Oral Histories

Bruce Harrison

Interview Segments on Topic: Code of Ethics/Mission Statement/Credo

Bruce Harrison Biography

Bruce Harrison, author of Corporate Greening 2.0: Create and Communicate Your Company's Climate Change and Sustainability Strategies (2008) and Going Green: How to Communicate Your Company's Environmental Commitment (1993), has been called the pioneer of corporate greening.

Bruce has provided counsel on greening/sustainability matters to more than 50 Fortune 500 companies over the course of his career as vice president of Freeport-McMoran, CEO of his Washington-based consultancy, and founder/franchiser of EnviroComm International in the U.S. and Europe. He was the first executive director of the Arthur W. Page Society, comprising senior corporate communications executives, and has since 1998 worked as a team member creating Green Diesel Technology® products at Navistar International. Bruce assists companies in connecting with effective EnviroComm professional counselors.

Bruce is a frequent speaker on greening and sustainability. His lecture, "Factors Favoring Chief Communication Officers Involvement in Climate Change and Sustainability Issues", was recognized as the best paper presented by a practitioner at the 2008 Corporate Communication International conference at Wroxton College, England.

He was recognized by PRWeek in 2001 as one of the "Top 100 Most Influential PR People of the 20th Century" for his work with companies in environmental and social responsibility.


Ahern: So, central to the mission of the Arthur W. Page Center is the exploration of the role of ethics in public communications. So in your professional opinion, what constitutes or what are the key elements of ethical public relations?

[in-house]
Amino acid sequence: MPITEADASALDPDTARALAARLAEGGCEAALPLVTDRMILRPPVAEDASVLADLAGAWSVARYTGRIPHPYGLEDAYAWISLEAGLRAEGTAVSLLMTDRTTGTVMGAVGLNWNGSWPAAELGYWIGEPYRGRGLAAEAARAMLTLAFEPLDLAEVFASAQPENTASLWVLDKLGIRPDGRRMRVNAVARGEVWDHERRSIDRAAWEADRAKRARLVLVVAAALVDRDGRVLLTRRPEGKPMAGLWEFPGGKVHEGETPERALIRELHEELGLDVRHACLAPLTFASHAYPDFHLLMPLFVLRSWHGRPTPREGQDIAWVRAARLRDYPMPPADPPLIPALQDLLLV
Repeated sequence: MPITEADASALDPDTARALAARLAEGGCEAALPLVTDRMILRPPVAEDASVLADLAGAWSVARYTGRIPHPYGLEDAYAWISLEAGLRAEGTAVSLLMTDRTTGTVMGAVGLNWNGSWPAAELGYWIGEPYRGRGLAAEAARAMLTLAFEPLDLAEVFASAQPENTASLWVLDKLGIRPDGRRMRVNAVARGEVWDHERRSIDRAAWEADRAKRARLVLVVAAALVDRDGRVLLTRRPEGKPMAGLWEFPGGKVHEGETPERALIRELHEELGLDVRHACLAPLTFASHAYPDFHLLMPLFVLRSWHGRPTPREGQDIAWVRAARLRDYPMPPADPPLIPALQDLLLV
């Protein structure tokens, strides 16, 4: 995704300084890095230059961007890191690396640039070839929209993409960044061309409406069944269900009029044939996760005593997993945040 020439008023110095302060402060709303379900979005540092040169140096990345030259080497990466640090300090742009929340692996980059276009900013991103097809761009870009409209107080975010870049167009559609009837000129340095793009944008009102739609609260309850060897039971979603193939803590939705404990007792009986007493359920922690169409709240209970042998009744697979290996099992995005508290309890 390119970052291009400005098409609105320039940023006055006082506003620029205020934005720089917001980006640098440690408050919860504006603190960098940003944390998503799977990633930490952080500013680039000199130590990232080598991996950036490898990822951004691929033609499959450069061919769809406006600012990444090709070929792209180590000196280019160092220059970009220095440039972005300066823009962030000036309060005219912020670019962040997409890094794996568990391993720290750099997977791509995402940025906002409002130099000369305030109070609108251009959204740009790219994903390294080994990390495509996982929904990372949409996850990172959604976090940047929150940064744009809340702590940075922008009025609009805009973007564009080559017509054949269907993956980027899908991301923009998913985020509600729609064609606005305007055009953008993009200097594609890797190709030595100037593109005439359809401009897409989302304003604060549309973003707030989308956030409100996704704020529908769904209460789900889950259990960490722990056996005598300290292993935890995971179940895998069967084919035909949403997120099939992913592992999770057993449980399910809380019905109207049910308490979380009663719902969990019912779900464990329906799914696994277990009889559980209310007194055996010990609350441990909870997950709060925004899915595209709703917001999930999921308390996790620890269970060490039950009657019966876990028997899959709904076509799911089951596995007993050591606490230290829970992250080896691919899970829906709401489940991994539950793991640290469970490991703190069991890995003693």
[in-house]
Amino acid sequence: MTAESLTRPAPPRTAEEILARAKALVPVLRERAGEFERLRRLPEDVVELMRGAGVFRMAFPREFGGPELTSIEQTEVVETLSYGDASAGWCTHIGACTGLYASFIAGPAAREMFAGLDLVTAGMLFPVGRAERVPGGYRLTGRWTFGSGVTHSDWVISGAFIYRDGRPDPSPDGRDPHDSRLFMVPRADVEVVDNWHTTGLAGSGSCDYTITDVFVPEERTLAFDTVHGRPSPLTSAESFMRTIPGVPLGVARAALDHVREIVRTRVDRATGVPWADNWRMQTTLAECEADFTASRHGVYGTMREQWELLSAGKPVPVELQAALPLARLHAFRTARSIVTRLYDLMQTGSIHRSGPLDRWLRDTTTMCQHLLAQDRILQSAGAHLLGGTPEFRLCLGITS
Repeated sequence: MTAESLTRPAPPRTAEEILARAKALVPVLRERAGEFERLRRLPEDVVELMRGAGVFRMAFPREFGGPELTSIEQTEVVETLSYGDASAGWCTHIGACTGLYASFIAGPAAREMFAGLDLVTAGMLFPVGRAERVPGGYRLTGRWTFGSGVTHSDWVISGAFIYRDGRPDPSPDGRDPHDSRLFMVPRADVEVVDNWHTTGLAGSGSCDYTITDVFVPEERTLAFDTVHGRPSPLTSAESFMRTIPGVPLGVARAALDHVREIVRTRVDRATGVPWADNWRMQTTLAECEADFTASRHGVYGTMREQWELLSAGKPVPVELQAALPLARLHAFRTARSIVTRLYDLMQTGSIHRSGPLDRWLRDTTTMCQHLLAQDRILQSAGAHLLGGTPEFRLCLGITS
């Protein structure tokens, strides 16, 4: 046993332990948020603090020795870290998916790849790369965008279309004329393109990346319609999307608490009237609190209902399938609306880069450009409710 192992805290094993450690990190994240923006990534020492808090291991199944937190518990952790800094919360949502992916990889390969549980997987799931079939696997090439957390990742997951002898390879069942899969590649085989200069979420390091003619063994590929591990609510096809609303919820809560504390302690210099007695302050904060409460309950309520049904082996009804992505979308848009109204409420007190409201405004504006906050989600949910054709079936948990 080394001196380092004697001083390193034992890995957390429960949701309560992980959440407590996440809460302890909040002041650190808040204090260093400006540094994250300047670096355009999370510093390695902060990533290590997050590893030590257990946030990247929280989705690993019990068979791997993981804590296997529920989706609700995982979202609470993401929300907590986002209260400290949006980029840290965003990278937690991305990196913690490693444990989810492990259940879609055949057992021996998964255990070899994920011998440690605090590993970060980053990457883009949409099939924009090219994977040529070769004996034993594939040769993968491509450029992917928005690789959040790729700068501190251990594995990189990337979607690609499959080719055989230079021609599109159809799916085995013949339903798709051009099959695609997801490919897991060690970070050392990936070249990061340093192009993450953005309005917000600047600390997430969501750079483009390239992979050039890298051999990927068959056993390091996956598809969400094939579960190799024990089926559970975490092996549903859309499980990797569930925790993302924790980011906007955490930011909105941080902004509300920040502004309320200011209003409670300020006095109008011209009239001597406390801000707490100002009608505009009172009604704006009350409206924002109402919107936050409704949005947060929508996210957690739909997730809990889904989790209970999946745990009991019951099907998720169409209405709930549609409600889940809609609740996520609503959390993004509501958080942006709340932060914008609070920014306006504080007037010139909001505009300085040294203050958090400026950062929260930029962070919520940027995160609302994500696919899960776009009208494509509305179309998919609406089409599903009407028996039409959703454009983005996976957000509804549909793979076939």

Harrison: Yeah. Thanks Lee for asking me about ethics, certainly critical, central to communications. I would just take a minute to compliment you and Larry Foster for having created the Center there and the focus not only on Arthur Page but on the development, status and future of corporate public relations; communications just so critical in the times we are going through right now with the economy and the state that it’s in and looking ahead to the involvement of government, which I’ll talk something more about maybe if we have a chance - the role of government as it impacts corporate behavior and certainly communications. Definition of ethics for me is pretty simple. It is a matter of honesty and fairness. Fair dealing. It was in fact some years ago, I was chairman of the counselors’ academy of the Public Relations Society back in 1990 at which time we came up with our own, we called it code of ethics, but codes of ethics are difficult to put together. You can’t really require anybody to be ethical. It all comes down to what do I believe. I believe in honesty and fair dealing. Certainly the gross forms of dishonesty gets us back to what Arthur Page years ago reminded us, back in the 20s and 30s, when he said that the first principle of dealing with publics and getting their support is to tell the truth. Tell the truth and back that up with your proof. So for me and for all of us, ethics is a state of mind and that state of mind is, I will do no harm in our relationships with anybody else whether they are competitors or customers. In fact, I’ll try to contribute some good, add some value, help to create what I think is essential and that’s the win-win deal between each company and its stakeholders. And ethics come into play there with more moral behavior and mental conditioning, mental attitude.